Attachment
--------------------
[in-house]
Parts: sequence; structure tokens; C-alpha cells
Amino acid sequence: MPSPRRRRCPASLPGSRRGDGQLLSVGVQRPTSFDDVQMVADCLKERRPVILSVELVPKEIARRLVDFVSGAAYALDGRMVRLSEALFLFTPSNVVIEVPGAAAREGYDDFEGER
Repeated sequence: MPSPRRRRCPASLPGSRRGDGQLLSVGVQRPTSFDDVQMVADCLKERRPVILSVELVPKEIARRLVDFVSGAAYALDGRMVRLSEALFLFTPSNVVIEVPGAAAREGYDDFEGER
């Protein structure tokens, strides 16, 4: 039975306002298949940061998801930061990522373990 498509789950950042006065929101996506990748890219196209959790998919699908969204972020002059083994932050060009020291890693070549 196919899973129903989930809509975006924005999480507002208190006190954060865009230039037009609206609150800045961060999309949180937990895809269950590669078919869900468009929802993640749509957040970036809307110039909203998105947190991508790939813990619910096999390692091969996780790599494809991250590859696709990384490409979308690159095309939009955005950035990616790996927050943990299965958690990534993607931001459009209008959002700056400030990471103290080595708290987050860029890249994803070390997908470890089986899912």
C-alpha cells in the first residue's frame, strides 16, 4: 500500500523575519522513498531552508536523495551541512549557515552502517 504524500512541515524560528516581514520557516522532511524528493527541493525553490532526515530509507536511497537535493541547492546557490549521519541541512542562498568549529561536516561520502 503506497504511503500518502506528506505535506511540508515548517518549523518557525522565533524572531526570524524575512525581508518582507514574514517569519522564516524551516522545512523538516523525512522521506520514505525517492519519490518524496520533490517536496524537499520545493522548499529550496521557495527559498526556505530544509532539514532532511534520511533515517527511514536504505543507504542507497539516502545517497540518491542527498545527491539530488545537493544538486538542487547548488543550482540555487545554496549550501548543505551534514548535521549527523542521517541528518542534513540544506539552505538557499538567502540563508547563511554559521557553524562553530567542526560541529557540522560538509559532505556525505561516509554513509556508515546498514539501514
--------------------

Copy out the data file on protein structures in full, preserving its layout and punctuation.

[in-house]
Parts: sequence; structure tokens; C-alpha cells
Amino acid sequence: MPSPRRRRCPASLPGSRRGDGQLLSVGVQRPTSFDDVQMVADCLKERRPVILSVELVPKEIARRLVDFVSGAAYALDGRMVRLSEALFLFTPSNVVIEVPGAAAREGYDDFEGER
Repeated sequence: MPSPRRRRCPASLPGSRRGDGQLLSVGVQRPTSFDDVQMVADCLKERRPVILSVELVPKEIARRLVDFVSGAAYALDGRMVRLSEALFLFTPSNVVIEVPGAAAREGYDDFEGER
């Protein structure tokens, strides 16, 4: 039975306002298949940061998801930061990522373990 498509789950950042006065929101996506990748890219196209959790998919699908969204972020002059083994932050060009020291890693070549 196919899973129903989930809509975006924005999480507002208190006190954060865009230039037009609206609150800045961060999309949180937990895809269950590669078919869900468009929802993640749509957040970036809307110039909203998105947190991508790939813990619910096999390692091969996780790599494809991250590859696709990384490409979308690159095309939009955005950035990616790996927050943990299965958690990534993607931001459009209008959002700056400030990471103290080595708290987050860029890249994803070390997908470890089986899912």
C-alpha cells in the first residue's frame, strides 16, 4: 500500500523575519522513498531552508536523495551541512549557515552502517 504524500512541515524560528516581514520557516522532511524528493527541493525553490532526515530509507536511497537535493541547492546557490549521519541541512542562498568549529561536516561520502 503506497504511503500518502506528506505535506511540508515548517518549523518557525522565533524572531526570524524575512525581508518582507514574514517569519522564516524551516522545512523538516523525512522521506520514505525517492519519490518524496520533490517536496524537499520545493522548499529550496521557495527559498526556505530544509532539514532532511534520511533515517527511514536504505543507504542507497539516502545517497540518491542527498545527491539530488545537493544538486538542487547548488543550482540555487545554496549550501548543505551534514548535521549527523542521517541528518542534513540544506539552505538557499538567502540563508547563511554559521557553524562553530567542526560541529557540522560538509559532505556525505561516509554513509556508515546498514539501514